The Health Ministry began yesterday at-home vaccinations for citizens with physical challenges in Port Said according to a ministry statement. Individuals can request at-home vaccines through the ministry website, or by calling the hotline 15335. The ministry has designated 27 vaccine centers across the country to dispatch doses for home vaccinations, Health Minister Hala Zayed said.

Egypt’s on-site vaccination rollout is also getting a shot in the arm, with 403 state-run facilities across the country now administering the jabs, giving them a collective capacity to administer 110k vaccines per day, Zayed said in a separate statement.

As of yesterday, 5.25 mn individuals in Egypt had registered to receive a vaccine, Aysam Salah, advisor to the Health Minister on CIT, said on El Mehwar yesterday. The ministry is now seeing a daily average of 300k registrations, after starting out at 20k per day, Salah said (watch, runtime: 6:54).

Around 1.6 mn people — 1.5% of Egypt’s total population — had received at least one dose of the vaccine as of Sunday, while around 0.3% of the country has been fully vaccinated, Ayman Sabae, health researcher for the Egyptian Initiative for Personal Rights, tells the National. Egypt could “catch up with other countries” with its vaccination program, especially with the recent addition of new centers and the government’s efforts to facilitate access to the jabs, Sabae said.

The Health Ministry reported 1,151 new covid-19 infections yesterday, up from 1,140 the day before. Egypt has now disclosed a total of 257,275 confirmed cases of covid-19. The ministry also reported 43 new deaths, bringing the country’s total death toll to 14,850.

Only vaccinated people in the UAE will be allowed to attend “live” events nationwide starting 6 June, the country announced Tuesday, in an effort to speed up its vaccination program, Reuters reports. The decision comes one week after Dubai made vaccinations mandatory for people wishing to attend events such as weddings, concerts, and other entertainment activities. The UAE says it has vaccinated over 78% of eligible citizens over 16 years and over 84% of its elderly population.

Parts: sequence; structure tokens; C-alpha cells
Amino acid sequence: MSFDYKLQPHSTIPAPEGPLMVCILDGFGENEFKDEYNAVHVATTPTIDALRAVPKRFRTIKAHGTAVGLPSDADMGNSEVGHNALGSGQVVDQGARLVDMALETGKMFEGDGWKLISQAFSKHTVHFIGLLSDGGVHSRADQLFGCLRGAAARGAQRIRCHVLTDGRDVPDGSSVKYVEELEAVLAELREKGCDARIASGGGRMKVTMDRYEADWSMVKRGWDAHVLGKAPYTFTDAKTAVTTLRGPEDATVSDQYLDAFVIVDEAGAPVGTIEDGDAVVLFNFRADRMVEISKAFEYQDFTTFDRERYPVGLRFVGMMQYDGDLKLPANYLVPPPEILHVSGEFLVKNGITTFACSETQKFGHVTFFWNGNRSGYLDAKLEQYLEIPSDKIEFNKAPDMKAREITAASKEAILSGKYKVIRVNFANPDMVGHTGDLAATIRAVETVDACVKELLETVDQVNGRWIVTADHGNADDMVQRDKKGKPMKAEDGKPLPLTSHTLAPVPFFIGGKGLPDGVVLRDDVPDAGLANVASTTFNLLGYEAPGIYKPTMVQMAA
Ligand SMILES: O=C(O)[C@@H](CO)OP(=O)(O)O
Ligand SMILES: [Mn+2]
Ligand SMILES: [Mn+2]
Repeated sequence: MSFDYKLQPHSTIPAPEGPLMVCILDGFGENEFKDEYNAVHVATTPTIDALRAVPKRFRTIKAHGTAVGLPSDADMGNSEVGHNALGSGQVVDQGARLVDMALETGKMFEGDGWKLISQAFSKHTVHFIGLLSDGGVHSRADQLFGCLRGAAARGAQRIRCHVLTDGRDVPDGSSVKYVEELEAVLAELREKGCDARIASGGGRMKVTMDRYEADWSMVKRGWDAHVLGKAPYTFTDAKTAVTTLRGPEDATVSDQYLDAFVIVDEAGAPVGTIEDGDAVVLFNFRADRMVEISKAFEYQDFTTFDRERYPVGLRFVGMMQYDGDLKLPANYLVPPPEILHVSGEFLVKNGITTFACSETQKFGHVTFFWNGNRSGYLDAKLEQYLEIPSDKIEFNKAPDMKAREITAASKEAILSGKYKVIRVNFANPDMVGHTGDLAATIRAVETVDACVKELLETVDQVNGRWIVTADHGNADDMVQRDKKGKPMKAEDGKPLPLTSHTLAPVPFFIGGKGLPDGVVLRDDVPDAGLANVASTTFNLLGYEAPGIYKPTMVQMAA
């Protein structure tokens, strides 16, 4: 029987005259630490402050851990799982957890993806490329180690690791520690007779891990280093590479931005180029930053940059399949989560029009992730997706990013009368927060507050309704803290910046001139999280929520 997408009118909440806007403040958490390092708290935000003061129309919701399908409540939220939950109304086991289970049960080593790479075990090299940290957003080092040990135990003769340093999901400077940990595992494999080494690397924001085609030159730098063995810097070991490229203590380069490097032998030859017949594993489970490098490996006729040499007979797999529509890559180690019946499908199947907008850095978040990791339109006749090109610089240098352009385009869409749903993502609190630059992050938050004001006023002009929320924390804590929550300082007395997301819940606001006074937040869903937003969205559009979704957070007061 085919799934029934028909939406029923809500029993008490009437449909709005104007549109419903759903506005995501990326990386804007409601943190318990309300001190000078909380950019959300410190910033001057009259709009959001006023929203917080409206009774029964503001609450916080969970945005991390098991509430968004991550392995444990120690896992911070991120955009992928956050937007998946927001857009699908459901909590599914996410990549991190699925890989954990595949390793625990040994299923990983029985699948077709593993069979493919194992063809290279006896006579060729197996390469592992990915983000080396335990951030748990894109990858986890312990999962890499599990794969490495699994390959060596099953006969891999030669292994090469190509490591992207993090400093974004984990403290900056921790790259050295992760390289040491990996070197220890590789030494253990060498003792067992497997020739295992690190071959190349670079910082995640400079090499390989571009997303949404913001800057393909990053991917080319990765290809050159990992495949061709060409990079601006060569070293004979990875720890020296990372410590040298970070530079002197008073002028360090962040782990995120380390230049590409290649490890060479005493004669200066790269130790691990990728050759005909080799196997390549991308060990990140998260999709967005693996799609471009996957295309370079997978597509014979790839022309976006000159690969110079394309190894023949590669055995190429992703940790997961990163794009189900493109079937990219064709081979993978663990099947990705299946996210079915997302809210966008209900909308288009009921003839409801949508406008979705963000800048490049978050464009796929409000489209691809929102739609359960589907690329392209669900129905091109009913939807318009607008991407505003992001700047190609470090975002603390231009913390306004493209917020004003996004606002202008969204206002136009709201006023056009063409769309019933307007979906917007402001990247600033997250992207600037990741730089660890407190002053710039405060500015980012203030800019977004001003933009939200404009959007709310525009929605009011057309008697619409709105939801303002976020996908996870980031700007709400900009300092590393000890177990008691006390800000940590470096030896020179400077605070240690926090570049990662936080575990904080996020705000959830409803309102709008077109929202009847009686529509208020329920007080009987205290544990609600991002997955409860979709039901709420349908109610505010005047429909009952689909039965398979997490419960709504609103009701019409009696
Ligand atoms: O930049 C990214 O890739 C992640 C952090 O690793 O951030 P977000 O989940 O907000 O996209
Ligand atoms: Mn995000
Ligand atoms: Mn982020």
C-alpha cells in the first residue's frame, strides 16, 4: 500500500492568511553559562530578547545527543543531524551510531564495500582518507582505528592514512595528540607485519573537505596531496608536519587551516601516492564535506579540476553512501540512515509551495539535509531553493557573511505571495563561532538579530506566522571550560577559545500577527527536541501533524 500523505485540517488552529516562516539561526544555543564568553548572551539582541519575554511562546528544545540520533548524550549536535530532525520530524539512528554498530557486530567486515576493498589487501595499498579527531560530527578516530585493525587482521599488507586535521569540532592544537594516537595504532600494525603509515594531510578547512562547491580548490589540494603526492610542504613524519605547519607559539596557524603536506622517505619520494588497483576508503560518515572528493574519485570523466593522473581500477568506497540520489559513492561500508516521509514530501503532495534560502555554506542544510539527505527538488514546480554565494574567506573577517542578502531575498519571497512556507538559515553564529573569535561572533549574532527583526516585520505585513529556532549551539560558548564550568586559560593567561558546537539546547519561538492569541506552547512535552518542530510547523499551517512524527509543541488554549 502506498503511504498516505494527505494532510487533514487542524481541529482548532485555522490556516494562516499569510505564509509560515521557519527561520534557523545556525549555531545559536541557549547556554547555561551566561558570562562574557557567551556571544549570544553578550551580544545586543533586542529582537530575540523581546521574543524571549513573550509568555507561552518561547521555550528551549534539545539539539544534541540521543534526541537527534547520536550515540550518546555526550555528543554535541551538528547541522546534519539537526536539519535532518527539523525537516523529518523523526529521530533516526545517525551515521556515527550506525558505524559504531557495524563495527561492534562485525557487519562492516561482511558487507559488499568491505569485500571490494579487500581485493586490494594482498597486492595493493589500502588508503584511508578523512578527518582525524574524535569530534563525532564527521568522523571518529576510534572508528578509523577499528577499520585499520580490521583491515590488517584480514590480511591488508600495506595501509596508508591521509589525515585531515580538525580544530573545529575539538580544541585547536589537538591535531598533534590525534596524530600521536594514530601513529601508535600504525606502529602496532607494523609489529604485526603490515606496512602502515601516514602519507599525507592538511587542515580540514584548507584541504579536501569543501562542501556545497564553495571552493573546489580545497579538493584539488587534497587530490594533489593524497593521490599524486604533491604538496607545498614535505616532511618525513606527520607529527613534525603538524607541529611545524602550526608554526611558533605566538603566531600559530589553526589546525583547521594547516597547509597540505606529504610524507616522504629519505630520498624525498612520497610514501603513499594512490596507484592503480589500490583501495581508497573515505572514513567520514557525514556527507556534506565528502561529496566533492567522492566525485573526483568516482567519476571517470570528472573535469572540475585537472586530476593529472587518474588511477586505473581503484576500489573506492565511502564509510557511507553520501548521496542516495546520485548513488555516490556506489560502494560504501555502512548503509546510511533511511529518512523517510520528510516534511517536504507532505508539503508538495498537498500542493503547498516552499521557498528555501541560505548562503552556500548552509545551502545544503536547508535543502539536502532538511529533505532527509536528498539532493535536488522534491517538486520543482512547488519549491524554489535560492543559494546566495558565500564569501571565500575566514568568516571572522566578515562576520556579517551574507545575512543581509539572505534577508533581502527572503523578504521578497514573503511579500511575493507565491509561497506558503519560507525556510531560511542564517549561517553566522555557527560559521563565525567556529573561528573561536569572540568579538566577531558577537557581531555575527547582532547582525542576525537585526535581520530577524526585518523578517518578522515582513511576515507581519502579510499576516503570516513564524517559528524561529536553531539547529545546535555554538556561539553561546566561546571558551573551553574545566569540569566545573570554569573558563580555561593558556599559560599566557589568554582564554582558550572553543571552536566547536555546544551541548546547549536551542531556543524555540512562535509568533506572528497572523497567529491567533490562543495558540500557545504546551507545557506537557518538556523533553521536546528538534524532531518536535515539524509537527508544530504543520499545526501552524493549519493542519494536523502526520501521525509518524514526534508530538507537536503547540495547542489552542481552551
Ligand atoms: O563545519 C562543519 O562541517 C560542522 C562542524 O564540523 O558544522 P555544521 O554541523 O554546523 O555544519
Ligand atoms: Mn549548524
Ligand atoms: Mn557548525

Diplomacy was once again the belle of the ball on last night’s talk shows, with everyone and their mother talking about and dissecting US Secretary of State Antony Blinken’s visit to Cairo yesterday. Masaa DMC’s Ramy Radwan (watch, runtime: 2:54) and Al Hayah Al Youm’s Lobna Assal (watch, runtime: 5:44) were among those with standard coverage of the visit. We have chapter and verse — and all the analysis — in this morning’s news well, above.


It’s a mixed bag of nuts for Egypt in the foreign press this morning. Five Egyptian UN peacekeepers will be honored posthumously today, among 4k military, police and civilian personnel worldwide who died in 2020 while serving in peacekeeping missions, according to Egypt’s UN Office. The Committee to Protect Journalists is out with a statement calling for the release of journalist Gamal Al Gamal from pretrial detention, saying his health has “seriously deteriorated.


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MSCI’s emerging market currency index soared to a new record high yesterday as investors turned to EMs following the US Federal Reserve’s announcement of its plans to keep interest rates low and maintain its stimulus program, despite inflationary pressures, Reuters reports. The USD dropped to its lowest level since January, while the MSCI reading overtook peaks recorded earlier this month, buoyed by currencies such as China’s RMB, which jumped to an almost three-year high.

Amazon is officially acquiring MGM Holdings for USD 8.45 bn, after the two signed a definitive merger agreement, the e-commerce giant said in a statement. The price tag includes nearly USD 2 bn of debt, with the equity value of the acquisition put at USD 6.5 bn, the Wall Street Journal reports, citing unnamed sources with knowledge of the matter. The agreement will bring more than 4k film titles produced by Metro Goldwyn Mayer to Amazon’s Prime Video streaming platform, giving it a leg up in the competition against streaming services Netflix and Disney+.




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The EGX30 fell 1.5% yesterday on turnover of EGP 1.36 bn (5.1% above the 90-day average). Local investors were net buyers. The index is down 4.4% YTD.

In the green: Orascom Financial Holding (+4.2%), Export Development Bank (+2.7%) and Pioneers Holding (+2.5%).

In the red: CIB (-3.2%), ElSewedy Electric (-2.3%) and Fawry (-2.3%).


Syrian President Bashar Al Assad looks set to remain in office for a fourth seven-year term in elections yesterday that have been widely criticized by US and European observers, Bloomberg reports. But a broader regional realignment centered on tempering regional conflict and countering Iran’s influence could see Arab leaders warm up to Assad — with some saying Syria may even soon be invited to rejoin the Arab League.

Also worth knowing this morning: The EU is at least partially responsible for migrant deaths in the Mediterranean after several European governments deliberately hindered humanitarian groups’ efforts at sea and scaled back their own search and rescue operations, according to a new UN OHCHR report (pdf).